* * *
For Stirling and those that know him best, there was never any doubt he would rejoin the Binghamton Senators for the 2011-12 season.
“I didn’t waste too much time,” said Stirling. “Within three or four days of surgery they had me up and walking around. It was at that time that I asked, ‘What kind of rehab do I have to do? What kind of time frame do I have to get back on my feet, go back to work and be set for September?’
“The doctor’s response was that with September being three months away, unless I had a setback, that I would have no problem. So I knew then that if I did what the doctors said and followed orders that three months later I’d be ready to go and sure enough, I was ready to go.”
Kleinendorst knew Stirling had already spoken to his doctors about his return to the Binghamton bench. He checked in with Stirling throughout the summer, but had no lingering doubts that his right-hand man would be ready come September.
“When he left here, he had already shared his conversation with me that he had with the doctor. The doctor felt there was absolutely no reason why he wouldn’t be able to come back in September and do what he does. I was comfortable with that,” said Kleinendorst.
“We did talk off and on all summer long. The one thing I always asked was, ‘How are you doing?’ He’d always say, ‘I’m doing just fine.’ He always let me know he was excited for September. There was never any waver in his approach or his voice. I never questioned the fact that he would be back.”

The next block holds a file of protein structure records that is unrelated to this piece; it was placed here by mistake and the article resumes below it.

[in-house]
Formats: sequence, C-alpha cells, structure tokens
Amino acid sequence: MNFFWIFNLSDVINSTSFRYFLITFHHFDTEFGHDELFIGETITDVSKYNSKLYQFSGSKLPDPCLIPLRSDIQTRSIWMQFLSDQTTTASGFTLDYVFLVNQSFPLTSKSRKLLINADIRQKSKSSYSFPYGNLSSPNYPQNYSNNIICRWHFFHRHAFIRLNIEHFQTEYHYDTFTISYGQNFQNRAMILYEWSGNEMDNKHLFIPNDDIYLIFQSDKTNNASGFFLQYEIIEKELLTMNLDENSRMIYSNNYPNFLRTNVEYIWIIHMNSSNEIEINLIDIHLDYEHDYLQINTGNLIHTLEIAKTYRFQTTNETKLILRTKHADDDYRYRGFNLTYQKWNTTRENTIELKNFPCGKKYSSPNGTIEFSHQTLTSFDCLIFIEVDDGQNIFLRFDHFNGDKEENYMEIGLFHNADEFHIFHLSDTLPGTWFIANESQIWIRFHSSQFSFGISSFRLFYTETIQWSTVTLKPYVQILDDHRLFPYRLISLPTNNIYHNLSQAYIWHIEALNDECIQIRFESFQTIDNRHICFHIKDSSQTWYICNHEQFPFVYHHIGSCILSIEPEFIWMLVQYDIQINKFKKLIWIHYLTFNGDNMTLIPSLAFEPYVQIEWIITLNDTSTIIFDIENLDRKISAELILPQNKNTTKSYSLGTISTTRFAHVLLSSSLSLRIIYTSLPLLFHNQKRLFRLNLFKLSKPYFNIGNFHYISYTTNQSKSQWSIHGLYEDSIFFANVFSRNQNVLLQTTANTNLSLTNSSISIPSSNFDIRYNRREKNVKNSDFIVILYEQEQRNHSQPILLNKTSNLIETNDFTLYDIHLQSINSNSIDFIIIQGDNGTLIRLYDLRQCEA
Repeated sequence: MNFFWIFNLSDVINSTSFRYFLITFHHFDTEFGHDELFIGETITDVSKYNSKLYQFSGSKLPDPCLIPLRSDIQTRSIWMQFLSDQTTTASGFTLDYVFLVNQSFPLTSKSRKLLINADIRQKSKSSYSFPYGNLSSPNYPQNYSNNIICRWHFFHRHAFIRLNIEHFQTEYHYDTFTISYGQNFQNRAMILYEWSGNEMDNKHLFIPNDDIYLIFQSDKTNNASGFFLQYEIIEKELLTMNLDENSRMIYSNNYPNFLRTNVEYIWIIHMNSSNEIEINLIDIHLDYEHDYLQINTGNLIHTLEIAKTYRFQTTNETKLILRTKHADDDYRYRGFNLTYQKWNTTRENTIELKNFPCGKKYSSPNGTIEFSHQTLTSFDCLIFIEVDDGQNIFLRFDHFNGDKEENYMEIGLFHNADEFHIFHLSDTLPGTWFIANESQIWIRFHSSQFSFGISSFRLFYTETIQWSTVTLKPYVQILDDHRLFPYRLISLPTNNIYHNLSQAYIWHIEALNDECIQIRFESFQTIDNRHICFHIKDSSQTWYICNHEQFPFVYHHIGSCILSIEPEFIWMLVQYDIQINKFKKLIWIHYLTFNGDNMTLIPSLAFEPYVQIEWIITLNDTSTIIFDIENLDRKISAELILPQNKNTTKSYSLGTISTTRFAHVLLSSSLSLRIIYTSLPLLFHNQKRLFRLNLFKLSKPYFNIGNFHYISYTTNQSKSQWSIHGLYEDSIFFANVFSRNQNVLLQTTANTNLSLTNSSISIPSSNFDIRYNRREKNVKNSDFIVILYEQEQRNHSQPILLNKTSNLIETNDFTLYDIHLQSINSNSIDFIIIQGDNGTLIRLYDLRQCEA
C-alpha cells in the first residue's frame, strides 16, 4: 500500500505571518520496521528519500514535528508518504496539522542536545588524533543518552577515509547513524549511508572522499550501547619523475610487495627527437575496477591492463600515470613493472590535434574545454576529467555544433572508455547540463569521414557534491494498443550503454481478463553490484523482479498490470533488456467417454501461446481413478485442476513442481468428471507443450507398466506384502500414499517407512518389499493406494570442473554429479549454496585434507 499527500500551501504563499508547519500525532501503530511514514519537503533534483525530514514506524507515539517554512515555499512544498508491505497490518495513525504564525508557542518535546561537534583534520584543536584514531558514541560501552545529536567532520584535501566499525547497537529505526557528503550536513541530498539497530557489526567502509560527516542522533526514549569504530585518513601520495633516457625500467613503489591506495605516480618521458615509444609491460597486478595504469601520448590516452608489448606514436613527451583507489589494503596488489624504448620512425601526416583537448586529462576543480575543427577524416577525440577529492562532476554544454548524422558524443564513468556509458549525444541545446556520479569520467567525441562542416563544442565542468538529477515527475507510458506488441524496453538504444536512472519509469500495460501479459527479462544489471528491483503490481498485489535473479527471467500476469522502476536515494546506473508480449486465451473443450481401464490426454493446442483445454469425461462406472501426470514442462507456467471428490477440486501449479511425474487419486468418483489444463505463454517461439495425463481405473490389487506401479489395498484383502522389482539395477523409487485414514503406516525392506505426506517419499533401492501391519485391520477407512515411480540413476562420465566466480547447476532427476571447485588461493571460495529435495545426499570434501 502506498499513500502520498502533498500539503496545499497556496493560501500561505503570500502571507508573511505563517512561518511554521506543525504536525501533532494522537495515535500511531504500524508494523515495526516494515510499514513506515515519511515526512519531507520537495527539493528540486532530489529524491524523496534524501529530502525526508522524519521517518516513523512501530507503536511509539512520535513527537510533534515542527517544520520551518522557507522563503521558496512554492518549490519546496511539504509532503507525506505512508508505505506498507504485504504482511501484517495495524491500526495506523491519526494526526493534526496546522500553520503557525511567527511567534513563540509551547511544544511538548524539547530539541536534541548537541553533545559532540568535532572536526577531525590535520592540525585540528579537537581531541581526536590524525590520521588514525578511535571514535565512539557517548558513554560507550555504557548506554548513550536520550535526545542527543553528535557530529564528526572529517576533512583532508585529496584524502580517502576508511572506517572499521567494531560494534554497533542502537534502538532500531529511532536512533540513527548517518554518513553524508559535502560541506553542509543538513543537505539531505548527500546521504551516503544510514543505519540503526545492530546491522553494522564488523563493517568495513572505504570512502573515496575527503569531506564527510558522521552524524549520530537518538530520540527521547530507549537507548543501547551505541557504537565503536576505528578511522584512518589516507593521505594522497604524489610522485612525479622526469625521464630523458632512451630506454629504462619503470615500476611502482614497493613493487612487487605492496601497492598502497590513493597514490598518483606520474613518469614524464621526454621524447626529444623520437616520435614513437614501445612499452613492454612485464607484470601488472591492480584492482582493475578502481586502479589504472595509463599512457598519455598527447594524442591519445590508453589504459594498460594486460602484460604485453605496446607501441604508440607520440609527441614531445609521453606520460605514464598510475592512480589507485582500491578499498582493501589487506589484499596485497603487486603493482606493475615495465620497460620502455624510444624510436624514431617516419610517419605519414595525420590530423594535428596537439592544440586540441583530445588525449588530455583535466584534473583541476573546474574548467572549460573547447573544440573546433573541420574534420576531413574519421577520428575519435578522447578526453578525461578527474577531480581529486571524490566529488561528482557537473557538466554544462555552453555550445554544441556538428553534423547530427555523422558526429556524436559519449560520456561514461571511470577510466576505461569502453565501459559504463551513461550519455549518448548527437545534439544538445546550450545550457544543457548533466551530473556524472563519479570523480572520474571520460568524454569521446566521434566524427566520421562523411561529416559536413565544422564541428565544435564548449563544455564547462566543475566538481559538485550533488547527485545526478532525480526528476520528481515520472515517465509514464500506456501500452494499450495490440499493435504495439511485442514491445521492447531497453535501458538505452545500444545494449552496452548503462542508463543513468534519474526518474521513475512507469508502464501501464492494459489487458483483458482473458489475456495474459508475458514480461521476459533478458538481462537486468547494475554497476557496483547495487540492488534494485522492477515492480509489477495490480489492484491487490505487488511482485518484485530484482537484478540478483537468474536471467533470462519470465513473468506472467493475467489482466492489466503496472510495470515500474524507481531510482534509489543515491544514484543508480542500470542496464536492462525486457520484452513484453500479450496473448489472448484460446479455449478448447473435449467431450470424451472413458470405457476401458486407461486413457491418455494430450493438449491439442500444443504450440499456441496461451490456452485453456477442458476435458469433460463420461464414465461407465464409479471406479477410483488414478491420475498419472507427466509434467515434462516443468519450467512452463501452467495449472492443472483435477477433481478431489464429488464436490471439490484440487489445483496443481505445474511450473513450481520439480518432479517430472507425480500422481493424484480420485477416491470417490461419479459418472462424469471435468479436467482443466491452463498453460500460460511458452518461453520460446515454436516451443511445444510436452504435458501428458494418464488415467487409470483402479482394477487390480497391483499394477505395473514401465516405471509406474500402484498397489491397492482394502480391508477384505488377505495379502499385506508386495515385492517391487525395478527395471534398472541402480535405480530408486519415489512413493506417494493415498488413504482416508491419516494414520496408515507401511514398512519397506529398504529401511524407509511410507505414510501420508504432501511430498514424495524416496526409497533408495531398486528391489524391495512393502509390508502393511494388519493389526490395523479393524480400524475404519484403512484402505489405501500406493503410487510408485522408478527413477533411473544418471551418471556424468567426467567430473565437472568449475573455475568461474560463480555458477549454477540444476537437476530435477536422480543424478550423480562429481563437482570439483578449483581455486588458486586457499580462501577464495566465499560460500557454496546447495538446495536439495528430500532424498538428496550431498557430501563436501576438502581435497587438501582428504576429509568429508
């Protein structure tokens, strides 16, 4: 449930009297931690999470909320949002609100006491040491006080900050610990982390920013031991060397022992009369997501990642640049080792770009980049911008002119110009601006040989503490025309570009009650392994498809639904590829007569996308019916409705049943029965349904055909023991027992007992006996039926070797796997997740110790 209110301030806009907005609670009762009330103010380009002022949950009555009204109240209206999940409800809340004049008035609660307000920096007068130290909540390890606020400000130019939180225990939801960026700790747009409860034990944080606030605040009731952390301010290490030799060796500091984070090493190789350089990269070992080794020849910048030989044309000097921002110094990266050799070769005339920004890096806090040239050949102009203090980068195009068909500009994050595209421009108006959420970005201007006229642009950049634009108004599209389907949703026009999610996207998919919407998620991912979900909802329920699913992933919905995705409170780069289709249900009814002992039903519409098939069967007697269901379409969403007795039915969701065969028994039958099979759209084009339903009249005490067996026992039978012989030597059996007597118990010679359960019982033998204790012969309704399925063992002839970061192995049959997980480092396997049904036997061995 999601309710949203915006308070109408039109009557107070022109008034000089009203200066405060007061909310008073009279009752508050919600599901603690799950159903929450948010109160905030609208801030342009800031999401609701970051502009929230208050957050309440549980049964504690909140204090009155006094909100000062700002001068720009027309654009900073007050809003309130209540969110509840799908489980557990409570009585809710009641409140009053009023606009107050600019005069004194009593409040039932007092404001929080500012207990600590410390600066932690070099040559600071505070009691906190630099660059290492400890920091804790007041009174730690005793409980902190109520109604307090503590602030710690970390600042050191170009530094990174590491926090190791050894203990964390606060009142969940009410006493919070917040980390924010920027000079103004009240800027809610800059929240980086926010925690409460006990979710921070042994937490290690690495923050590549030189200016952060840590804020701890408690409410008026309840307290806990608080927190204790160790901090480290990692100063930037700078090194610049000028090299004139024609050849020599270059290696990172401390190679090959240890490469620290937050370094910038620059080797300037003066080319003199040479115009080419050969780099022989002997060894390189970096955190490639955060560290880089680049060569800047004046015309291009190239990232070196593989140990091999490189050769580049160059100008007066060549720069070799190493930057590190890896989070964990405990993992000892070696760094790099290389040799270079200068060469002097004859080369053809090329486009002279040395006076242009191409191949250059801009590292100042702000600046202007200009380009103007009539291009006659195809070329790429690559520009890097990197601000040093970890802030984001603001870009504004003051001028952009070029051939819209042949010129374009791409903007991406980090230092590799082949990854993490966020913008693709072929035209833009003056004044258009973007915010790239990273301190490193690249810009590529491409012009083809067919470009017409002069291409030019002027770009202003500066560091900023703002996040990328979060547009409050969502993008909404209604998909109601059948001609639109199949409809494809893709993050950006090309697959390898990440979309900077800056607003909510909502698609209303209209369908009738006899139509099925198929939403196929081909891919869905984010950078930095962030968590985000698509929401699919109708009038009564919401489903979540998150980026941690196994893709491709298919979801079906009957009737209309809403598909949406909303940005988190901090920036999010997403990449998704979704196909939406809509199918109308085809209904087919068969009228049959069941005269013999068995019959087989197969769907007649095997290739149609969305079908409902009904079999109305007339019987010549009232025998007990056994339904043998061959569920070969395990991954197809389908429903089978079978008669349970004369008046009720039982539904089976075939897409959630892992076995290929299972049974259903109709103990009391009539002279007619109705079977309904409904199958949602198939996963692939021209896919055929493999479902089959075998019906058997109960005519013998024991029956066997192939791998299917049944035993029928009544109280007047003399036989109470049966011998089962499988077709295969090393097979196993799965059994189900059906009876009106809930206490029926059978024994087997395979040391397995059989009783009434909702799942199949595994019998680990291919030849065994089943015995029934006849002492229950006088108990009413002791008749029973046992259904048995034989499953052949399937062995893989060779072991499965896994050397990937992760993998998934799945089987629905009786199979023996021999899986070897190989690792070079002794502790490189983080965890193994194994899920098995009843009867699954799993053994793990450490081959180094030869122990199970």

Stirling diligently kept up with his rehab assignment, working with doctors near his home in Boston over the summer. At the end of the eight weeks he was in the best shape he had ever been in and was ready to return to work.
On Sept. 9, at the Bell Sensplex in Kanata, Ont., Stirling skated onto the ice for the first time in three months, prepared to lead a group of Ottawa Senators prospects in a workout before departing for the Toronto Maple Leafs Rookie Tournament in Oshawa.
“Before I got on the ice that day I was nervous. I hadn’t been on the ice for three months. It was almost like I was a pee-wee again or like my first training camp. I felt butterflies,” said Stirling.
“I was so nervous and thinking, ‘How am I going to do this? Am I going to be okay? Am I going to pass the pucks all right?’, but once you get out there and you get going, you get into the game and even after all these years it comes natural again. I was just like a little kid in a candy store.”